This article is not meant to re-litigate their cases but is rather as a measure of the nation’s compassion and commitment to human rights. Our legal system is purportedly rooted in a philosophy aptly espoused by founding father Benjamin Franklin who said, “It is better that ten guilty men go free than one innocent man be wrongly convicted.”

“Our criminal justice system is fallible. We know it, even though we don’t like to admit it. It is fallible despite the best efforts of most within it to do justice. And this fallibility is, at the end of the day, the most compelling, persuasive, and winning argument against a death penalty.” 

–Eliot Spitzer

Despite this founding principle, coupled with the nation’s knowledge since 1989, when the Innocence Project succeeded in exonerating its first DNA case; America continues to put people to death knowing full well there is a probability there may be instances where innocent people are put to death at the hands of the state.  Since 1989, the Innocence Project has exonerated 349 people—20 of which were on death row.

The work of the Innocence Project is important to the African American community because 217 (or more than 62 percent) of the 349 individuals exonerated by the Project so far, were Black.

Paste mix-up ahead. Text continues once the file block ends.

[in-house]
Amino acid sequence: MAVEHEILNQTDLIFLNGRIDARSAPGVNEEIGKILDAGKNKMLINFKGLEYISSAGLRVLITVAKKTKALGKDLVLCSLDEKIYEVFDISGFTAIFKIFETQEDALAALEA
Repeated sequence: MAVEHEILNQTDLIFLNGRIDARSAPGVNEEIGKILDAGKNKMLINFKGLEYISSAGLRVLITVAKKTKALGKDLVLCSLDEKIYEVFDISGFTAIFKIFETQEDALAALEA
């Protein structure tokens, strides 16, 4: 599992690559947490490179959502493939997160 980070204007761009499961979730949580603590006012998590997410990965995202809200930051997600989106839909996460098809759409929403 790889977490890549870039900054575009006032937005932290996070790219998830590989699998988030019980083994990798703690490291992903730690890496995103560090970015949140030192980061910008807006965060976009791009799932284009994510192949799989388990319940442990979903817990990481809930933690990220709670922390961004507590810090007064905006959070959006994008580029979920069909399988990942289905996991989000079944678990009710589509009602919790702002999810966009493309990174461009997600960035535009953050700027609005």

In regards to the eight men awaiting their demise on Arkansas’ Death Row, the Executive Director of the Death Penalty Information Center, Robert Dunham told one reporter, “We are seeing a state create an artificially constricted execution schedule in order to carry out executions by a ‘kill-by’ date – the date that their [Arkansas] drug expires.”

Several outlets, including the New York Times, have reported about the unusual scheduling of eight executions in ten days by the state of Arkansas (an execution schedule unprecedented in the history of the nation); and, the speculation that the pace of the executions was, “brought about by a looming expiration date for a drug used by the state for lethal injections.”

The death penalty in Arkansas was suspended in 2005, due to the same issue that had stalled the death penalty executions in many states across the county—it was extremely difficult to get access to the drugs needed for lethal injections.

Thirty-one states, including California still sentence criminals to death and lethal injections has remained the primary mode of execution. Most of these states used a standard form of lethal injections that consisted of a three-drug combination—sodium thiopental/pentobarbital—anesthetic to induce unconsciousness; pancuronium bromide/Pavulon—a paralytic agent; and potassium chloride—stops the heart and causes death). That changed, however, when continued drug shortages reportedly made it impossible to secure the needed drug combination.